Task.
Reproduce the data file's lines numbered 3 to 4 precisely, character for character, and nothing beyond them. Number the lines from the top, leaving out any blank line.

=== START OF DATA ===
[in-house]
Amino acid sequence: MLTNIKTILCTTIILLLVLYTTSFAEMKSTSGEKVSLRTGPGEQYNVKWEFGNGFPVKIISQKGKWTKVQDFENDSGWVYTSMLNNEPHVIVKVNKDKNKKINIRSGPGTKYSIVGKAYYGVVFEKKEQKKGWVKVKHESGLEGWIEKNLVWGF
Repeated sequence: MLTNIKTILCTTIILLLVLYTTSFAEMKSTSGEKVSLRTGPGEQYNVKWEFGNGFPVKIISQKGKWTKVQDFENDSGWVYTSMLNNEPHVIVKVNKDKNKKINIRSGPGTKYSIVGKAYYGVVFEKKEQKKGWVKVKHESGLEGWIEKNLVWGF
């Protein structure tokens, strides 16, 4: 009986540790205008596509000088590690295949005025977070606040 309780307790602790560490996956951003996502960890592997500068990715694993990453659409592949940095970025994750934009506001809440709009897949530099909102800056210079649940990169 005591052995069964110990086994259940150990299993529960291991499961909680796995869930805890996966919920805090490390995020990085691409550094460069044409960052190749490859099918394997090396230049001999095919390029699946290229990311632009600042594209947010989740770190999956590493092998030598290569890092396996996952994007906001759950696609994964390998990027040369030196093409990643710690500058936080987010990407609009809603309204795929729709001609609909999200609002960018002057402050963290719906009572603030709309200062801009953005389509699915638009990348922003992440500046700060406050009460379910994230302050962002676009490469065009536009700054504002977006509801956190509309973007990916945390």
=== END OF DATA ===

Repeated sequence: MLTNIKTILCTTIILLLVLYTTSFAEMKSTSGEKVSLRTGPGEQYNVKWEFGNGFPVKIISQKGKWTKVQDFENDSGWVYTSMLNNEPHVIVKVNKDKNKKINIRSGPGTKYSIVGKAYYGVVFEKKEQKKGWVKVKHESGLEGWIEKNLVWGF
């Protein structure tokens, strides 16, 4: 009986540790205008596509000088590690295949005025977070606040 309780307790602790560490996956951003996502960890592997500068990715694993990453659409592949940095970025994750934009506001809440709009897949530099909102800056210079649940990169 005591052995069964110990086994259940150990299993529960291991499961909680796995869930805890996966919920805090490390995020990085691409550094460069044409960052190749490859099918394997090396230049001999095919390029699946290229990311632009600042594209947010989740770190999956590493092998030598290569890092396996996952994007906001759950696609994964390998990027040369030196093409990643710690500058936080987010990407609009809603309204795929729709001609609909999200609002960018002057402050963290719906009572603030709309200062801009953005389509699915638009990348922003992440500046700060406050009460379910994230302050962002676009490469065009536009700054504002977006509801956190509309973007990916945390």